As a campus minister, I wear a lot of hats. I cannot begin to count the number of times I’ve been asked by one of my parents or a friend, “So, what DO you do all day?” And I stare blankly, unable to fully articulate that every second of each and every day is so very different.
Some days, I’m in meetings all day with different departments across campus. Some days, I’m in back-to-back interviews for a week-long service immersion experience–or as we call them, “plunges.” Some days, I’m helping a student work on her resume to be a Resident Assistant. Some days, I’m at BJ’s buying three thousand granola bars for a program, while getting the weirdest stares from other customers. Some very late nights, I’m getting a duty call and responding to a life-threatening incident or meeting a student’s family at the hospital. There are only two things for certain: first, that there is a lot of praying, and second, that there is a great deal of coffee involved.
In simplest terms for ministry, the work is categorized into two main parts: a ministry of presence and a ministry of programming. In either scenario, whether I’m planning, organizing, implementing, assessing a program, OR accompanying a student on his faith journey, it is absolutely essential that I am catechizing and evangelizing through every step along the way.
Last semester, I struggled with properly articulating my expectations for a team of retreat leaders. I presented them at the beginning of our process but not right before the retreat. This particular retreat is a real doozey: a three-day /two-night immersion into Ignatian spirituality–and students LOVE it. However, it takes a small village to make it happen: a team of eight student leaders, a graduate assistant, and two full-time campus ministers meet weekly for two hours, for faith sharing and logistical planning. There are five talks to be planned, reconciliation, adoration, an agape meal, “family and friend stalking,” and organizing for palanca collecting, a dance, a banner, a skit, a prayer chain that takes place for the entire duration of the retreat, and about a million other tiny little details. The entire process was seemingly perfect until the retreat began. I had a dream team, and they were ready….or so I thought.
Despite having lead the retreat once before, this group wasn’t prepared for “game time,” and it was hard to explain what that was once the retreat had begun. I will save the details, and despite our thirty-five retreatants having a wonderful and prayerful experience, my retreat leaders were left feeling sad, empty, and discouraged. I remember meeting with a colleague and explaining the weekend, and he so insightfully said, “You mean they wanted to be Martha when it was time to be Mary.” That was it exactly! For those unfamiliar with the story, Martha and Mary are two sisters. Martha runs around like crazy trying to be a gracious host, while Mary stops what she is doing to be present with Jesus. I used to read this passage and think that I just had to be more like Mary, to remember to always put God first, no matter what. And while that is ultimately the core of our faith, it is a bit impractical. We all need to embody the wisdom of both sisters. There is a time and place for everything, and that was the lesson for my retreat leaders.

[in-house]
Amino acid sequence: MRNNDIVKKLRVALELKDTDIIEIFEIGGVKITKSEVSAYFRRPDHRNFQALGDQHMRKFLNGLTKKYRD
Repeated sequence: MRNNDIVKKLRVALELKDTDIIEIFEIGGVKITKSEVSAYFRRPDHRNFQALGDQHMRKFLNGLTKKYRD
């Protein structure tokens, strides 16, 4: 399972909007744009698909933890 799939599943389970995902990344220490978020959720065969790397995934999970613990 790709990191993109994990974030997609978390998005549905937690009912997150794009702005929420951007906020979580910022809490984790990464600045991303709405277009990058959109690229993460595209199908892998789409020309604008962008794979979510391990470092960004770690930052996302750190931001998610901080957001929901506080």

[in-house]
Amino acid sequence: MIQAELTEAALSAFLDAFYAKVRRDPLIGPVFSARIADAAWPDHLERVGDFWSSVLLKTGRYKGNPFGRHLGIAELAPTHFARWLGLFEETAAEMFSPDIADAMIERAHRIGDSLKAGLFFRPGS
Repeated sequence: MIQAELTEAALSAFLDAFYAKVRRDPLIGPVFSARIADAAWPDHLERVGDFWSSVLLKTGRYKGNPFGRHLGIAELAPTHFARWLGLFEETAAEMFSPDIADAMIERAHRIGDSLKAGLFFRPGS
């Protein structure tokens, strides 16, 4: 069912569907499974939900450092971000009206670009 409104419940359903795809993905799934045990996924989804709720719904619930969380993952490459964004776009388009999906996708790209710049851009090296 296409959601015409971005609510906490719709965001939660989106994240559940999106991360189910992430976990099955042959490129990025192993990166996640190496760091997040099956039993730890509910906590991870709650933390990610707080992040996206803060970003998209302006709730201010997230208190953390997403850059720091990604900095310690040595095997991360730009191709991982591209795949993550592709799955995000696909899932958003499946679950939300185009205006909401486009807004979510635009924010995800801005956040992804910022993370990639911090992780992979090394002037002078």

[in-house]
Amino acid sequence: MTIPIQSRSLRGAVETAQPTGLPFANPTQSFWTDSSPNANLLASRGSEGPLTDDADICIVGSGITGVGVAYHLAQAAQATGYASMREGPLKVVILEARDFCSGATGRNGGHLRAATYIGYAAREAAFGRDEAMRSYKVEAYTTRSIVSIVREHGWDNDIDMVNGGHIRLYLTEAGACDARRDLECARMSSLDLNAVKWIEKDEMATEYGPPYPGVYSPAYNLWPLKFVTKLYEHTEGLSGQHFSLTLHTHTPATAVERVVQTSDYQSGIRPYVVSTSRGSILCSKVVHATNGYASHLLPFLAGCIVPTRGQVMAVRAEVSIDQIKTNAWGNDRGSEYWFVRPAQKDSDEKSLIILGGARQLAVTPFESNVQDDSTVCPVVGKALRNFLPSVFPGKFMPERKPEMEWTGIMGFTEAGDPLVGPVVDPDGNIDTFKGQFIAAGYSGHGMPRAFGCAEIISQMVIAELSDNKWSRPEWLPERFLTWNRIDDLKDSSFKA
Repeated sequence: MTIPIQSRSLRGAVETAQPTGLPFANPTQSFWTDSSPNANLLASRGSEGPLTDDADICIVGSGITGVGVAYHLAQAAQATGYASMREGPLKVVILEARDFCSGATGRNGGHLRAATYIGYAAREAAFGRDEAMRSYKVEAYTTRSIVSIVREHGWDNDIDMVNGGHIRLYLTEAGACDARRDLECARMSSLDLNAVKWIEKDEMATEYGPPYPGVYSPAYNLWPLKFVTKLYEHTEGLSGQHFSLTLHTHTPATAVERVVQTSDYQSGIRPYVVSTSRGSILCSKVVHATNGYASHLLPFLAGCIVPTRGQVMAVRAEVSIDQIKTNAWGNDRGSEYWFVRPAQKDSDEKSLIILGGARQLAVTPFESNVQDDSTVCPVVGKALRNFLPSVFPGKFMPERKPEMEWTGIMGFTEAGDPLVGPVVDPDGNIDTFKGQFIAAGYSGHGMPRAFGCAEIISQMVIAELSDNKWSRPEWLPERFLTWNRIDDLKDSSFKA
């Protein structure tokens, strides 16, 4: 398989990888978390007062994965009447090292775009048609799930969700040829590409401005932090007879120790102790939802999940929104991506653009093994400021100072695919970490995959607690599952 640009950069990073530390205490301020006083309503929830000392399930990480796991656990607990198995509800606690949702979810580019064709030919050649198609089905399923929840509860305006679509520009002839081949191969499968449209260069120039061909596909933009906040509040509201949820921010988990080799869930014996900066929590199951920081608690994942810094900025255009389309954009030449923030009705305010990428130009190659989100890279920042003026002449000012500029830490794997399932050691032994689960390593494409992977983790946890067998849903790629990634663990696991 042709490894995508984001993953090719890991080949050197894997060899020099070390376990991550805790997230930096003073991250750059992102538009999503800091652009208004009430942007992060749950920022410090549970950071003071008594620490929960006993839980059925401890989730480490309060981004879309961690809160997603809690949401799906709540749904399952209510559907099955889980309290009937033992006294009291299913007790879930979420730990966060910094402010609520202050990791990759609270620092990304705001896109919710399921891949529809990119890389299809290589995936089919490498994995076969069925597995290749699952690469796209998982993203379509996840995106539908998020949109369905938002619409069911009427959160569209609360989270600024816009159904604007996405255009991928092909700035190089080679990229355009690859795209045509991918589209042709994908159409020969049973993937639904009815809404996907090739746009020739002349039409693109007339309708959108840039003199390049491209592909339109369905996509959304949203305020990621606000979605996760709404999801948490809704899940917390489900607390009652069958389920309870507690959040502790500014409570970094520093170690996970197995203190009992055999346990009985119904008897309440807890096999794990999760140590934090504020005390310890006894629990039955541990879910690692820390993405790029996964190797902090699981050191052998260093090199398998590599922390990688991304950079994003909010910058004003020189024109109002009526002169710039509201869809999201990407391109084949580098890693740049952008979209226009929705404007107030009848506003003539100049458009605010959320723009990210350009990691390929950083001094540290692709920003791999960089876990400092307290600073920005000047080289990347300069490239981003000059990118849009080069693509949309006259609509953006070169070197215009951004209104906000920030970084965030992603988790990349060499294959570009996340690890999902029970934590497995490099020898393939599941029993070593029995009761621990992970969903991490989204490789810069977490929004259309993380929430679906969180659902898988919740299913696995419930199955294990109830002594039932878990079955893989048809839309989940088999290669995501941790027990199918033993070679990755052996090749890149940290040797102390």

When I began my recruitment for my next retreat team, I used our Vincentian tradition to my advantage. In speaking to recruits, I compared the event to going on a plunge or a service trip, not like their first experience of attending the retreat. Participating as a retreatant is an incredible, beautiful, and prayerful experience. But as team members, I told them, they would seek to find Christ in their retreatants–through service.
As we prepared together, I constantly reminded the team to put prayer first. I reminded them that the weekly formation meetings were our retreat. Then, finally, the night before the retreat, we met to run through the schedule one last time. I brought them each a copy of Luke 10: 38-42. I thought about several ways to go over expectations. The Higher Education Administrator in me wanted to make a worksheet with facilitating questions in perfect Bloom’s Taxonomy order. But due to both prayer and time constraints, I had a “Jesus take the wheel” moment and decided to let the Holy Spirit guide the conversation–and I couldn’t have scripted it better myself. My approach clicked. They realized that, in this case, the retreatants would be Mary, spiritually speaking, and that our team’s efforts, as Martha, in the next few days, would bring the entire community closer to God.
I’m sure it was a combination of elements–the strengths of the team, the diversity of the group and their talents, the fact that this was my fourth time on this particular retreat–that made our efforts successful. However, I can’t help but believe that the fact that we took a moment, “retreated” ourselves, and broke open the Word together lead us to such success.
What an incredible lesson for the team! What an incredible lesson for me! In times of stress or self-doubt, as catechists, let’s look to the Greatest One, Jesus himself.
Loramarie Muratore is a campus minister at St. John’s University, in Jamaica, NY, where she has a dual role, leading the retreat program and living and working with residence population. She has earned an MS in Higher Education and Student Affairs Administration from Buffalo State College, as well as a BFA in Theatre Performance and a BA in English from the University of Buffalo. She is currently pursuing an MA in Pastoral Theology from SJU. Loramarie hopes to conduct doctoral research exploring the development of student leaders and ministers through drama exercises. Loramarie is also a cantor, enjoys spending time with loved ones, and is thrilled to begin exploring the world of blogging. Contact: Loramarie.firstname.lastname@example.org
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